Well, I must say, you’re a brave man to take on the job of fixing your children’s nutritional habits (and I truly applaud you)! First, let me say that I empathize with your situation, being a seemingly devoted father that only gets to see your kids on alternate weekends. Yes, being brought together for only short periods of time can make trying to influence the overall diet of your children a challenge. In addition, the after-divorce scenario, where a parent is sporadically thrust into the position of being “chief nurturer,” can often make a parent do things (or not) just to stay away from confrontations.
Regardless of your marital status, your first job as a parent is to provide your children with guidance and protection even when this meets resistance. Although, in the beginning, this can sometimes leave a parent feeling like the “bad guy,” if done with kindness and consistency, taking a firm stand when it comes to your children’s nutritional welfare will help them to see that there’s another (still delicious) way to approach food choices. This is also a potent way to show your kids that you love them enough to help them make positive changes, even at the risk of seeming annoying. Kids of divorce thrive best when their parents act like parents first, and not like scorned or displaced spouses vying for their children’s love and acceptance.
Changes in the Diet Can Be Totally Delish!
First, remove temptation: Keep food that you don’t want the kids to eat out of the house! This is the single best way to reduce conflicts since, if they don’t see it then eating it isn’t an option. Keeping an ample supply of good tasting, healthy alternatives is how you can start to give your kids the experience of becoming satisfied without eating things high in refined sugar or saturated fat.
Some foods to keep on hand:
Unsweetened dried fruits: Jumbo raisins, dried pineapple, mango slices, plump chewy dates, dried cherries and berries (strawberry, blueberries and even raspberries). Because there is a concentration of natural sugars in dried fruits you’ll need to limit the amount that they eat and you’ll also need to remind the kids to brush their teeth after they finish. Having said this, dried fruit is a great way to start to wean kids off commercially made cookies and candies.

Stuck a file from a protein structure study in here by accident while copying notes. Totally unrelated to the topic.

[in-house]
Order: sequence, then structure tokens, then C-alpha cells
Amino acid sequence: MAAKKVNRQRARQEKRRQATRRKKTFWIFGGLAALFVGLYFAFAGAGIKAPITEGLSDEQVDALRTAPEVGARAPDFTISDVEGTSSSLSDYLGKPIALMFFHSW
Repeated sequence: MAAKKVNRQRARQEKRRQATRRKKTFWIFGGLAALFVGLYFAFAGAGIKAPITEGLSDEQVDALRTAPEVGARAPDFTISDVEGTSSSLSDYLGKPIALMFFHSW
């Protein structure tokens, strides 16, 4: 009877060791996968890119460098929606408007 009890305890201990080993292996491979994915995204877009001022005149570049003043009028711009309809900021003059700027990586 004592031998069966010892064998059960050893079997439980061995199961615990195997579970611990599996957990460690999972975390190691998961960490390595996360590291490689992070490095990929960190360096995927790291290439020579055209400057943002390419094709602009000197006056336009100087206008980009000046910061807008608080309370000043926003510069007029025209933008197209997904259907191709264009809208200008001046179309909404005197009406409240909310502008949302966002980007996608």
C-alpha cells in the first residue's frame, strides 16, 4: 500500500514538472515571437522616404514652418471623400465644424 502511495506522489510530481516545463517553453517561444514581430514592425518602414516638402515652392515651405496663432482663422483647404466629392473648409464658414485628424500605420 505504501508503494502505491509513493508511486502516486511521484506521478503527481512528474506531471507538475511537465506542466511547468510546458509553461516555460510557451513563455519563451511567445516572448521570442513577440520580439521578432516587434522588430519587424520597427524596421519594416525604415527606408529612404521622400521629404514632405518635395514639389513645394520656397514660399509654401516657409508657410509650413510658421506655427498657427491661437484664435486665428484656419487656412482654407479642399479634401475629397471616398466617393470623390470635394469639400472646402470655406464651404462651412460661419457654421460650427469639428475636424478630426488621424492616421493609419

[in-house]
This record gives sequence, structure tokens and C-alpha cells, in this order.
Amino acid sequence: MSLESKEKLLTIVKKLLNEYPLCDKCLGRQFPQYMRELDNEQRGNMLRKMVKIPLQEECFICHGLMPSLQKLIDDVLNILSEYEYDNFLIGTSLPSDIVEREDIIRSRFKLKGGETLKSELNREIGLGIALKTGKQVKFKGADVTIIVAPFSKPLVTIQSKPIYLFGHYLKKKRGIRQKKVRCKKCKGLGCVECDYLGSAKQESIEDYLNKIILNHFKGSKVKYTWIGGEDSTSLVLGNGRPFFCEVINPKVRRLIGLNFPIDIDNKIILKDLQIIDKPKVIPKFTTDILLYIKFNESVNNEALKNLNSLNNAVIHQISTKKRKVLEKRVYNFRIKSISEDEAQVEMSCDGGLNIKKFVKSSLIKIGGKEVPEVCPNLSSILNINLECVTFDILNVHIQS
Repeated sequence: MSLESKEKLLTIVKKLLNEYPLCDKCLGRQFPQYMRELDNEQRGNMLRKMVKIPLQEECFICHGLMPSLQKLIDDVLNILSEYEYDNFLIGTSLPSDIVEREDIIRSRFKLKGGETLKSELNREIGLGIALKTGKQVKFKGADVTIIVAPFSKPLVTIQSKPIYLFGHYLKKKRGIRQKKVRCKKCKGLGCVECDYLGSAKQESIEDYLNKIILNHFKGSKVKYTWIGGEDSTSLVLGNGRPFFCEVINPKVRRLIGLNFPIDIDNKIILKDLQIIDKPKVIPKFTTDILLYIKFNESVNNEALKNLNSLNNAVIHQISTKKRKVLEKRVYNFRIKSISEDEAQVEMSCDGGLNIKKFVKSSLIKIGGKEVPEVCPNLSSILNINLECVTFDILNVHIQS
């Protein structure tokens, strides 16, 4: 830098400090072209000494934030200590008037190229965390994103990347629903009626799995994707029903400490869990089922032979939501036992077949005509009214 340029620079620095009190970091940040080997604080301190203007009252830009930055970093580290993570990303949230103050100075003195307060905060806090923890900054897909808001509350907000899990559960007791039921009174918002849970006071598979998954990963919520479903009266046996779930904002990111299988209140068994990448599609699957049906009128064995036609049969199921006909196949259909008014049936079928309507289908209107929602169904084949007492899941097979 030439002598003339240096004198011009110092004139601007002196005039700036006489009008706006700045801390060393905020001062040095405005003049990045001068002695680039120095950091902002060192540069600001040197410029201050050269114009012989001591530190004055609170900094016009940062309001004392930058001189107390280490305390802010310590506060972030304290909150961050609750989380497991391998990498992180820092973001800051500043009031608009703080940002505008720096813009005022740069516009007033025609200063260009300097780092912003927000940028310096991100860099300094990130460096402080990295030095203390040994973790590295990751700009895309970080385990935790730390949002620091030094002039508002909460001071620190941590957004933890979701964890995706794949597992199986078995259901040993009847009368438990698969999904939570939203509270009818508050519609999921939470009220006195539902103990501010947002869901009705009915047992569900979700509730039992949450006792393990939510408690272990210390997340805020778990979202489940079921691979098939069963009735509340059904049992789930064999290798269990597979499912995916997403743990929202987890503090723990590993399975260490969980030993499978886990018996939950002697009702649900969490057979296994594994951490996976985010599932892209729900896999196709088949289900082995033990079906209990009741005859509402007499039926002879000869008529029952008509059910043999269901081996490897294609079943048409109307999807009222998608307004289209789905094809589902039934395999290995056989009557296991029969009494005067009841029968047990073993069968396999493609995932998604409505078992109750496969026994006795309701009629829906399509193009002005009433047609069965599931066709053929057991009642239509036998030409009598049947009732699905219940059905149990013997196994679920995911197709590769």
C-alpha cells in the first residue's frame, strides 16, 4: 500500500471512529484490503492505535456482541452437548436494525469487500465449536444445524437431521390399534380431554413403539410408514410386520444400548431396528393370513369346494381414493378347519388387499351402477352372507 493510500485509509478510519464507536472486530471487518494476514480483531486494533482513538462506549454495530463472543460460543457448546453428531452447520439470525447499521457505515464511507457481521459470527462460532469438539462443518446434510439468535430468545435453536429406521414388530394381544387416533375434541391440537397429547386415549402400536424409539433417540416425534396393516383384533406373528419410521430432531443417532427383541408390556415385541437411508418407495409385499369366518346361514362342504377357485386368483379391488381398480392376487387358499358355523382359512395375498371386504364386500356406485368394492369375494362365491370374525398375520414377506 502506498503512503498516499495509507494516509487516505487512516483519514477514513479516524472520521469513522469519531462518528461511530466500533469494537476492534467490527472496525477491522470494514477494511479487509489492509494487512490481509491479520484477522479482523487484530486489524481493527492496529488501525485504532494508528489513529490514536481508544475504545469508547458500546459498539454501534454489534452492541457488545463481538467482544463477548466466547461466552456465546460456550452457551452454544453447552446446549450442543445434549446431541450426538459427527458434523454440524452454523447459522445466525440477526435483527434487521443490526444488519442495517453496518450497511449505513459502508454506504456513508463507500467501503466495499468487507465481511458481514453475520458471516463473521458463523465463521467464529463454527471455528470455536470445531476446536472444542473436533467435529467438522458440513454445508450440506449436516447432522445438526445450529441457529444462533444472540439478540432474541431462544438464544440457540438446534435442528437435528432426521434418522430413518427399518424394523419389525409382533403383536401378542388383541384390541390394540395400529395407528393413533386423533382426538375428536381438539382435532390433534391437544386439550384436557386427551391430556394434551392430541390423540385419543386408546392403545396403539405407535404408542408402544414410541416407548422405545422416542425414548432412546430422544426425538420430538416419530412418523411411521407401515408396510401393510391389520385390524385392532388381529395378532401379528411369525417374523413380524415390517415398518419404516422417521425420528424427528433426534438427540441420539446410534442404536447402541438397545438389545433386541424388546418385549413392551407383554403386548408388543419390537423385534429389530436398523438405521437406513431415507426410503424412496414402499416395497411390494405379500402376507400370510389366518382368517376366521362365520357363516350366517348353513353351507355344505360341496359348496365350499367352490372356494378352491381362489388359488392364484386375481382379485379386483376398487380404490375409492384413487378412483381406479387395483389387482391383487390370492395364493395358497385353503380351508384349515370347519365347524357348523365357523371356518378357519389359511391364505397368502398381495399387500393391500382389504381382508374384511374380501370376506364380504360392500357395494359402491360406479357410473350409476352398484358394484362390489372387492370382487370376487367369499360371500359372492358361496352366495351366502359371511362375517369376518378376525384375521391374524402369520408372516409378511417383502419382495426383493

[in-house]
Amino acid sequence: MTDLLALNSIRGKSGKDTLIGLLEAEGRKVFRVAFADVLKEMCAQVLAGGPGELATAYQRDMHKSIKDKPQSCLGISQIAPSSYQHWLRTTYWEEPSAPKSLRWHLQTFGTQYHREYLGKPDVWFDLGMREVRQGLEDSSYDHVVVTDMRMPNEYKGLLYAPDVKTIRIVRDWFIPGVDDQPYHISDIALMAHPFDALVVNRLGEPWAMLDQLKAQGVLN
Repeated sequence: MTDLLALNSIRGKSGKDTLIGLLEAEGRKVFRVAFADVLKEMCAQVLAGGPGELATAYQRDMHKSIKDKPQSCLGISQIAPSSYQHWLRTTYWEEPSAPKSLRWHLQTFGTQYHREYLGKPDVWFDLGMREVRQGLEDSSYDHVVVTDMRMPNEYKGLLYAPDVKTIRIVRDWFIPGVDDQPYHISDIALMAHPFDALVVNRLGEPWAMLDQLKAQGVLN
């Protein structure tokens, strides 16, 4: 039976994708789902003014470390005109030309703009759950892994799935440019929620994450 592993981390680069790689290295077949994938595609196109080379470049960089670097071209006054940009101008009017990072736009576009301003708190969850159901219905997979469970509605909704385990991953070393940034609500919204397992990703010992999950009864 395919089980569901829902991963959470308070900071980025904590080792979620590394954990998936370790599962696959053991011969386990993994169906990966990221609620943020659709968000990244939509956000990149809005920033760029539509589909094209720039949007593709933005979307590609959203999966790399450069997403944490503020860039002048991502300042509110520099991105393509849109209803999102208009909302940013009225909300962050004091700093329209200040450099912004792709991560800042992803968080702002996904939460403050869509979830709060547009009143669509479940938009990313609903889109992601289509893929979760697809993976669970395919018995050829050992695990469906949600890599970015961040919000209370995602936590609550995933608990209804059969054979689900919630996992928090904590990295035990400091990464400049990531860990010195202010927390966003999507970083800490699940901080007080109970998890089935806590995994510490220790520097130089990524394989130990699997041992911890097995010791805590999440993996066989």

Nuts: Keeping an assortment of unsalted nuts in the house is a great (and filling) way to increase the amount of protein in your children’s diet. If your kids aren’t crazy about nuts, try toasting them, which brings out their savory aroma and taste. Then, once cool, store them in an airtight canister or in sealed plastic bags or mix them with some dried fruit which is a healthy, delicious and energy boosting snack for the kids.
To toast nuts: Preheat the oven to 350°F. Place nuts on a shallow baking sheet and bake in the preheated oven for 8 to 12 minutes, depending on the type of nut. Use your nose as your guide. As soon as you smell that first savory waft of toasting nuts, they’re almost done. Nuts with skins toast quicker than blanched (skinless) ones and it’s best to shimmy the pan to occasionally distribute while they’re in the oven. (Over-toasting nuts with skins can leave them bitter-tasting.) Also, because nuts are all shaped differently, they require a different amount of time in the oven, so only place one type of nut on a baking sheet, when toasting.
Seasonal Fruits, Cheese and Vegetables: Keep fresh fruits, interesting cheeses, cut up vegetables and rinsed and dried salad greens in the house. Try making fruit and cheese kabobs with the kids as a fun activity. Serve fruit kabobs with yogurt, as a dip, or try alternating grape tomatoes with small squares of either “lite” Jarlsberg cheese or small balls of fresh mozzarella cheese (called Bocconcini). Serve these with vinaigrette, as a dip.
In the freezer: Keep an assortment of low and non-fat frozen yogurt and some fruity sorbets, which are fat-free. Then, buy a small ice cream scoop (called a cookie scoop) and when the kids get a hankering for something cold and soothing, give them a small scoop of creamy-feeling frozen yogurt and vibrantly colored sorbet. Using a cookie scoop for frozen desserts will not only help the kids to become satisfied with smaller portions, but this combination is very soothing and texturally diverse. And, if you strew a few fresh berries or sliced ripe banana in between and on top of the scoops, you’ve just enhanced this “dessert” nutritionally.
Instead of piling pastaunderneath a favorite marinara sauce, you can use “spaghettied zucchini” which is healthy, great-tasting and just as twirl-able! You’ll need a gadget called a “vegetable turner,” available at specialty kitchenware shops and at many Japanese grocery stores. All you do is scrub and dry a zucchini (choose one with a wide girth and figure one zucchini will feed two people). Trim off the ends and attach the zucchini to the machine. As you crank the side handle, you’ll see long thin strands of zucchini extrude out of the other side. This can be done a day ahead and kept in the refrigerator, covered. To cook, just simmer the zucchini strands, until just tender, in a shallow pool of unsalted chicken or beef broth. Season to taste with a little salt and some freshly ground black pepper. (Kids love this and it’s a great way to lower they’re intake of carbohydrates.)
Add exercise to your weekend routine!
The best way to help children (and adults) to stay fit and healthy is to build into their routine, a regular form of exercise. And, exercising together as a family, gives you a fun, positive activity to do on weekends that doesn’t always revolve around the “sport” of eating. Some “family friendly” sports to consider: Roller skating or ice skating, bicycling, tennis, indoor and outdoor swimming, bowling, golf, jogging or just walking briskly.